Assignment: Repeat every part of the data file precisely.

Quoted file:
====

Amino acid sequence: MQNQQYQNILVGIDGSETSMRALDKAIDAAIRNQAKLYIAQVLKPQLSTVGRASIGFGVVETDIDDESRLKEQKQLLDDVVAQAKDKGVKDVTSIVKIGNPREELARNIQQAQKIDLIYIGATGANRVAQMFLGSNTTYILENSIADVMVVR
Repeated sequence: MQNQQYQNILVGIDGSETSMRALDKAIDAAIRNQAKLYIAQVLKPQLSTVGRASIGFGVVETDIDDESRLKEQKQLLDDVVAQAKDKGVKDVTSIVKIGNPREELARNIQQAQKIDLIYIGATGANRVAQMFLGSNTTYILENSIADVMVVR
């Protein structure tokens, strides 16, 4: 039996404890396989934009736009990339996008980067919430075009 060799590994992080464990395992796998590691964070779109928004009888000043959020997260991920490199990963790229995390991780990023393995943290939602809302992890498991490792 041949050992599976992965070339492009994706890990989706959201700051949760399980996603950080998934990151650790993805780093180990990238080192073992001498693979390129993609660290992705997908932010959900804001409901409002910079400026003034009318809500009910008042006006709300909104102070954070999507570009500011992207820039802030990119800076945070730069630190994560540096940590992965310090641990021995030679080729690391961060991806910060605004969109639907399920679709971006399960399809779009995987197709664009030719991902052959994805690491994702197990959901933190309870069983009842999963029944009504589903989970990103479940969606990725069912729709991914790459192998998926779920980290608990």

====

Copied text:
Amino acid sequence: MQNQQYQNILVGIDGSETSMRALDKAIDAAIRNQAKLYIAQVLKPQLSTVGRASIGFGVVETDIDDESRLKEQKQLLDDVVAQAKDKGVKDVTSIVKIGNPREELARNIQQAQKIDLIYIGATGANRVAQMFLGSNTTYILENSIADVMVVR
Repeated sequence: MQNQQYQNILVGIDGSETSMRALDKAIDAAIRNQAKLYIAQVLKPQLSTVGRASIGFGVVETDIDDESRLKEQKQLLDDVVAQAKDKGVKDVTSIVKIGNPREELARNIQQAQKIDLIYIGATGANRVAQMFLGSNTTYILENSIADVMVVR
């Protein structure tokens, strides 16, 4: 039996404890396989934009736009990339996008980067919430075009 060799590994992080464990395992796998590691964070779109928004009888000043959020997260991920490199990963790229995390991780990023393995943290939602809302992890498991490792 041949050992599976992965070339492009994706890990989706959201700051949760399980996603950080998934990151650790993805780093180990990238080192073992001498693979390129993609660290992705997908932010959900804001409901409002910079400026003034009318809500009910008042006006709300909104102070954070999507570009500011992207820039802030990119800076945070730069630190994560540096940590992965310090641990021995030679080729690391961060991806910060605004969109639907399920679709971006399960399809779009995987197709664009030719991902052959994805690491994702197990959901933190309870069983009842999963029944009504589903989970990103479940969606990725069912729709991914790459192998998926779920980290608990």